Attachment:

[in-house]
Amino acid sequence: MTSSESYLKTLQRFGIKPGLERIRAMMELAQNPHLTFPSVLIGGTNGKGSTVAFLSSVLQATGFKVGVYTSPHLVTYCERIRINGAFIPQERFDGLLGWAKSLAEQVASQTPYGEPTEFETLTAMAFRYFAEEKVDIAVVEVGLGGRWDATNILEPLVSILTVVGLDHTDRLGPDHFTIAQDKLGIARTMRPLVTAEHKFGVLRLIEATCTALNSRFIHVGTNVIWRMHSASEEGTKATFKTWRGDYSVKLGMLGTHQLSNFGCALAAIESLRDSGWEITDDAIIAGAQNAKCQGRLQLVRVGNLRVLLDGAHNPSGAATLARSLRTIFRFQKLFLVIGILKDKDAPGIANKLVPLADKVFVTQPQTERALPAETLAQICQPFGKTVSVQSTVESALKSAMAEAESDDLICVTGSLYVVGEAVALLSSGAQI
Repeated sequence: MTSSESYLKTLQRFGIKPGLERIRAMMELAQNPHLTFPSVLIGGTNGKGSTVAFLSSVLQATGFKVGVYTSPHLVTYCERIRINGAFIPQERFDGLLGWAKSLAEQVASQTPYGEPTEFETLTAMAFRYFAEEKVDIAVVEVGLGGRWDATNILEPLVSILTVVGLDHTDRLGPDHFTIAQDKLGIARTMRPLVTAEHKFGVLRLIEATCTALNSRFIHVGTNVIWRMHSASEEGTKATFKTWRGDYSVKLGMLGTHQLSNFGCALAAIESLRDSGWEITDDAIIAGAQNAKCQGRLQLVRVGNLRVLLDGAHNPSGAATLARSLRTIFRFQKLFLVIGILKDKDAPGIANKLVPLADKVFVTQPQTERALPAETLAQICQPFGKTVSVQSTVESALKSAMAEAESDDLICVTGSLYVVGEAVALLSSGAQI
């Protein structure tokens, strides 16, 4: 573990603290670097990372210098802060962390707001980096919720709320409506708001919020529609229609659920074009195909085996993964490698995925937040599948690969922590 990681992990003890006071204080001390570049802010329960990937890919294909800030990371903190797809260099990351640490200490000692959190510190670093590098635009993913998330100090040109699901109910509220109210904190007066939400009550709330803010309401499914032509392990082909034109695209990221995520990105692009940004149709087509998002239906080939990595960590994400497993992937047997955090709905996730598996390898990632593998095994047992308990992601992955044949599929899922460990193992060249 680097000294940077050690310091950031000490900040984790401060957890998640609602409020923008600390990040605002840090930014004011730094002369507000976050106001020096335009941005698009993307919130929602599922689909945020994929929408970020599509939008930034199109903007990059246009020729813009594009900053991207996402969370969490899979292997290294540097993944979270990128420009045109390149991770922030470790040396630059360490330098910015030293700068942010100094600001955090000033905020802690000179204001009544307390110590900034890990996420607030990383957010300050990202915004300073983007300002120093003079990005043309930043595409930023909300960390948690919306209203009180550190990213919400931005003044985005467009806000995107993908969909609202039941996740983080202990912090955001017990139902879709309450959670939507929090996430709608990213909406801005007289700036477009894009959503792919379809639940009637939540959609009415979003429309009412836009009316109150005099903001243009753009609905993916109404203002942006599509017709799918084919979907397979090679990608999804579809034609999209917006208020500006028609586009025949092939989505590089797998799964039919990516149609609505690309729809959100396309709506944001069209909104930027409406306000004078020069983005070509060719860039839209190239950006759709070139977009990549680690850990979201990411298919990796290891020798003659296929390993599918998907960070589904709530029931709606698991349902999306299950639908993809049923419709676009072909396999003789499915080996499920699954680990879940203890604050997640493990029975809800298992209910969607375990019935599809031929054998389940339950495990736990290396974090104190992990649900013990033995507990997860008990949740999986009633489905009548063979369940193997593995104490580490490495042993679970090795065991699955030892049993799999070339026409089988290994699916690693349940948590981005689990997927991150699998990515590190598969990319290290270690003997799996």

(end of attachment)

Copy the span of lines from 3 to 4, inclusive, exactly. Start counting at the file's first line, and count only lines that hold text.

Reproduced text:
Repeated sequence: MTSSESYLKTLQRFGIKPGLERIRAMMELAQNPHLTFPSVLIGGTNGKGSTVAFLSSVLQATGFKVGVYTSPHLVTYCERIRINGAFIPQERFDGLLGWAKSLAEQVASQTPYGEPTEFETLTAMAFRYFAEEKVDIAVVEVGLGGRWDATNILEPLVSILTVVGLDHTDRLGPDHFTIAQDKLGIARTMRPLVTAEHKFGVLRLIEATCTALNSRFIHVGTNVIWRMHSASEEGTKATFKTWRGDYSVKLGMLGTHQLSNFGCALAAIESLRDSGWEITDDAIIAGAQNAKCQGRLQLVRVGNLRVLLDGAHNPSGAATLARSLRTIFRFQKLFLVIGILKDKDAPGIANKLVPLADKVFVTQPQTERALPAETLAQICQPFGKTVSVQSTVESALKSAMAEAESDDLICVTGSLYVVGEAVALLSSGAQI
């Protein structure tokens, strides 16, 4: 573990603290670097990372210098802060962390707001980096919720709320409506708001919020529609229609659920074009195909085996993964490698995925937040599948690969922590 990681992990003890006071204080001390570049802010329960990937890919294909800030990371903190797809260099990351640490200490000692959190510190670093590098635009993913998330100090040109699901109910509220109210904190007066939400009550709330803010309401499914032509392990082909034109695209990221995520990105692009940004149709087509998002239906080939990595960590994400497993992937047997955090709905996730598996390898990632593998095994047992308990992601992955044949599929899922460990193992060249 680097000294940077050690310091950031000490900040984790401060957890998640609602409020923008600390990040605002840090930014004011730094002369507000976050106001020096335009941005698009993307919130929602599922689909945020994929929408970020599509939008930034199109903007990059246009020729813009594009900053991207996402969370969490899979292997290294540097993944979270990128420009045109390149991770922030470790040396630059360490330098910015030293700068942010100094600001955090000033905020802690000179204001009544307390110590900034890990996420607030990383957010300050990202915004300073983007300002120093003079990005043309930043595409930023909300960390948690919306209203009180550190990213919400931005003044985005467009806000995107993908969909609202039941996740983080202990912090955001017990139902879709309450959670939507929090996430709608990213909406801005007289700036477009894009959503792919379809639940009637939540959609009415979003429309009412836009009316109150005099903001243009753009609905993916109404203002942006599509017709799918084919979907397979090679990608999804579809034609999209917006208020500006028609586009025949092939989505590089797998799964039919990516149609609505690309729809959100396309709506944001069209909104930027409406306000004078020069983005070509060719860039839209190239950006759709070139977009990549680690850990979201990411298919990796290891020798003659296929390993599918998907960070589904709530029931709606698991349902999306299950639908993809049923419709676009072909396999003789499915080996499920699954680990879940203890604050997640493990029975809800298992209910969607375990019935599809031929054998389940339950495990736990290396974090104190992990649900013990033995507990997860008990949740999986009633489905009548063979369940193997593995104490580490490495042993679970090795065991699955030892049993799999070339026409089988290994699916690693349940948590981005689990997927991150699998990515590190598969990319290290270690003997799996």